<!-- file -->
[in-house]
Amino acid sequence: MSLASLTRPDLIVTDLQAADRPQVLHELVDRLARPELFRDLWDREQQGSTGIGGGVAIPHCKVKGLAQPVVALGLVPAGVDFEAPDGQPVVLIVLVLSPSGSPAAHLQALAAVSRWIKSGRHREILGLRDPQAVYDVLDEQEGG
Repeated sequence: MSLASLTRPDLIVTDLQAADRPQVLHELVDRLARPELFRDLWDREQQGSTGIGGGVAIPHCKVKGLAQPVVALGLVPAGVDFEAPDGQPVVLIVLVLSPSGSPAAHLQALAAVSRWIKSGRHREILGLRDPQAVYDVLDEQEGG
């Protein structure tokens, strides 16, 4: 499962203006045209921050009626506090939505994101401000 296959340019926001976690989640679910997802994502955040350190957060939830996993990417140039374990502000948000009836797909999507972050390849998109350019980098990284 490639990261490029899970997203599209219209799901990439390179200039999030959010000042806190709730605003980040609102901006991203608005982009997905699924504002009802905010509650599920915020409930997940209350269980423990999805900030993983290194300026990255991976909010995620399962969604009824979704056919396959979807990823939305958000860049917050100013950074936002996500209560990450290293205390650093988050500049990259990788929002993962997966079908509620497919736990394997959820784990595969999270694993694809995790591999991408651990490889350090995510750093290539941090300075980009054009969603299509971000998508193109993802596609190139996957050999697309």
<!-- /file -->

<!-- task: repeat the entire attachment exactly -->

[in-house]
Amino acid sequence: MSLASLTRPDLIVTDLQAADRPQVLHELVDRLARPELFRDLWDREQQGSTGIGGGVAIPHCKVKGLAQPVVALGLVPAGVDFEAPDGQPVVLIVLVLSPSGSPAAHLQALAAVSRWIKSGRHREILGLRDPQAVYDVLDEQEGG
Repeated sequence: MSLASLTRPDLIVTDLQAADRPQVLHELVDRLARPELFRDLWDREQQGSTGIGGGVAIPHCKVKGLAQPVVALGLVPAGVDFEAPDGQPVVLIVLVLSPSGSPAAHLQALAAVSRWIKSGRHREILGLRDPQAVYDVLDEQEGG
């Protein structure tokens, strides 16, 4: 499962203006045209921050009626506090939505994101401000 296959340019926001976690989640679910997802994502955040350190957060939830996993990417140039374990502000948000009836797909999507972050390849998109350019980098990284 490639990261490029899970997203599209219209799901990439390179200039999030959010000042806190709730605003980040609102901006991203608005982009997905699924504002009802905010509650599920915020409930997940209350269980423990999805900030993983290194300026990255991976909010995620399962969604009824979704056919396959979807990823939305958000860049917050100013950074936002996500209560990450290293205390650093988050500049990259990788929002993962997966079908509620497919736990394997959820784990595969999270694993694809995790591999991408651990490889350090995510750093290539941090300075980009054009969603299509971000998508193109993802596609190139996957050999697309």